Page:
Swing states, also known as battleground states, are states that could “swing” to either Democratic or Republican candidates depending on the election. Because of their potential to be won by either candidate, political parties often spend a disproportionate amount of time and campaign resources on winning these states.
While there is no universal definition of what identifies a swing state, they are characterized by having small vote margins and that different political parties win over time. Since 1992, 30 states have voted for the candidate of the opposite party from the previous election at least once. And 26 states were won by less than three points in any presidential election since 1992.
The states that voted for current Democratic President Joe Biden in 2020 and former Republican president Donald Trump in 2016 and are often highlighted as swing states. These states include Arizona, Georgia, Michigan, Pennsylvania, and Wisconsin. All five of these states have governorship elections in the 2022 midterms. Four of them—Arizona, Georgia, Pennsylvania, and Wisconsin—have Senate seats up for election this year as well.
Tight margins in races also indicate that a state could have been won by either party. In 2020, seven states were won by a margin of three percentage points or less. These states included the five above states, in addition to North Carolina and Nevada.
Due to the small vote margin in 2020, these states may be more likely to have tighter statewide races in the upcoming midterm elections.
Political realignment from presidential election to presidential election—such as from Trump to Biden—can be one way to identify swing states. Years where a president is up for re-election tend to have fewer states that change parties, but since 1992, every presidential election has had at least a few states switch party affiliations.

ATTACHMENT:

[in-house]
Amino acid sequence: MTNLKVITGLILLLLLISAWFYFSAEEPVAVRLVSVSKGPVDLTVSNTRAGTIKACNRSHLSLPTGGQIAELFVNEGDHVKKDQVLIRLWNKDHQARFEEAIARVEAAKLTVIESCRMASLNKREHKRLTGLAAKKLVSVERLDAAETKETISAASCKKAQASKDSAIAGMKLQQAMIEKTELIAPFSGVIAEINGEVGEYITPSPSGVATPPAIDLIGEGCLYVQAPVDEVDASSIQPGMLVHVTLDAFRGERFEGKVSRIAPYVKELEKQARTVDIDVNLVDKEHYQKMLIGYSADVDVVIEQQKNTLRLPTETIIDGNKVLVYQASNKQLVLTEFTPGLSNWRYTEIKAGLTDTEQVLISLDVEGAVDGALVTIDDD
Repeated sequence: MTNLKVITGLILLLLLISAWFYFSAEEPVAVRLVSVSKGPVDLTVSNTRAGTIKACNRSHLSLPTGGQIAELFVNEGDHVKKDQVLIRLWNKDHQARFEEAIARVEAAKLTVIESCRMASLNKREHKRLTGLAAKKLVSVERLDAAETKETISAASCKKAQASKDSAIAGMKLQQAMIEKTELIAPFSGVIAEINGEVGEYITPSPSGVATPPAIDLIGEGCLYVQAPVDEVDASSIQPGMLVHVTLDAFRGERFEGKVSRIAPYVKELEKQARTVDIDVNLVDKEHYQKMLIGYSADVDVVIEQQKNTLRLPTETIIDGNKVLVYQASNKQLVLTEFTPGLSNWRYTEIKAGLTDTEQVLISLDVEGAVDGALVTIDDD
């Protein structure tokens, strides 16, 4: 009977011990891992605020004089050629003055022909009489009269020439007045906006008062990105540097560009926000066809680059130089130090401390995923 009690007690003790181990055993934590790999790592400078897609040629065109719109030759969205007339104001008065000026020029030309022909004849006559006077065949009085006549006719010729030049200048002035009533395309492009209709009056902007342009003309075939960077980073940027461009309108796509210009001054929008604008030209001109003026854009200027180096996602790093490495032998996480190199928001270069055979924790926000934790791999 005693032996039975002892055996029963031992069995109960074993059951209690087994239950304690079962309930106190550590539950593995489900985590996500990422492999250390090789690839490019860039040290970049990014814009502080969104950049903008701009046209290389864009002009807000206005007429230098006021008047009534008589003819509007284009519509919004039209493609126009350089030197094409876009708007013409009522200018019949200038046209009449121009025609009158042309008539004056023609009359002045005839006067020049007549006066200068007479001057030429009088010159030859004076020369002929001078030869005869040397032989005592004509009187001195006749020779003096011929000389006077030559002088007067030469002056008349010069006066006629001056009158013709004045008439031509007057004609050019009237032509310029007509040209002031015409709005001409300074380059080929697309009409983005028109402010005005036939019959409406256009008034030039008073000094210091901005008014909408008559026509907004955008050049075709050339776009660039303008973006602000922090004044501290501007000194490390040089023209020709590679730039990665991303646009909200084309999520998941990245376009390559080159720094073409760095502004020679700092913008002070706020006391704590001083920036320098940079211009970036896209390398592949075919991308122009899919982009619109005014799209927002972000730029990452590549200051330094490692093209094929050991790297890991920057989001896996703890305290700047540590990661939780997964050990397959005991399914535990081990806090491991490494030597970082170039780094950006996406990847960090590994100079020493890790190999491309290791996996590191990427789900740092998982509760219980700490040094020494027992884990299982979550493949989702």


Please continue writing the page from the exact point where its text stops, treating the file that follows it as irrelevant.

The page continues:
Of the past eight presidential elections, the 1992 election had the highest number of states that switched political parties. With 22 states that flipped from the previous election, it is often cited as a year of political realignment, where Bill Clinton’s defeat of George H.W. Bush turned many states that historically voted Republican (including California, Colorado, Maryland, among others) into states that reliably voted for Democrats for the next decade.
There hasn’t been a presidential election since 1992 with that many states voting for a different political party’s presidential candidate.
But many states have had close presidential elections in the last 40 years. Over the past eight presidential elections, 26 states were won by less than a three-point margin in at least one election. This includes Florida and Nevada, which had tight margins in five of the last eight elections.
These swing states have also shifted over time. New Mexico and Iowa, for instance, were swing states under this definition in 2000 and 2004 but not since that time. Arizona and Georgia have cycled in and out of being swing states over the past two decades.
Since the 1988 election, 20 states and Washington, DC have voted for the same party in every presidential election. Of these 20 states, only three — Minnesota in 2016 and 2000, Oregon in 2000, and Washington in 1988 — have ever had close elections.
Seven states and Washington, DC have consistently voted for the Democratic presidential candidate since 1988, and 13 states have consistently voted for the Republican presidential candidate. While there was some speculation that Texas was becoming a swing state in 2020, the margin between the Republican and Democratic vote was still 5.5 percentage points.
An additional eight states switched party alignment from 1988 to 1992 but have voted for the same party every election since.
Swing states also tend to be better predictors of the overall election winner. While Florida was famously the deciding state in the 2000 election, several others have also been reliable bellwethers of overall election results. Over the past nine elections, Nevada and Ohio have been predictive of the overall election result eight times.
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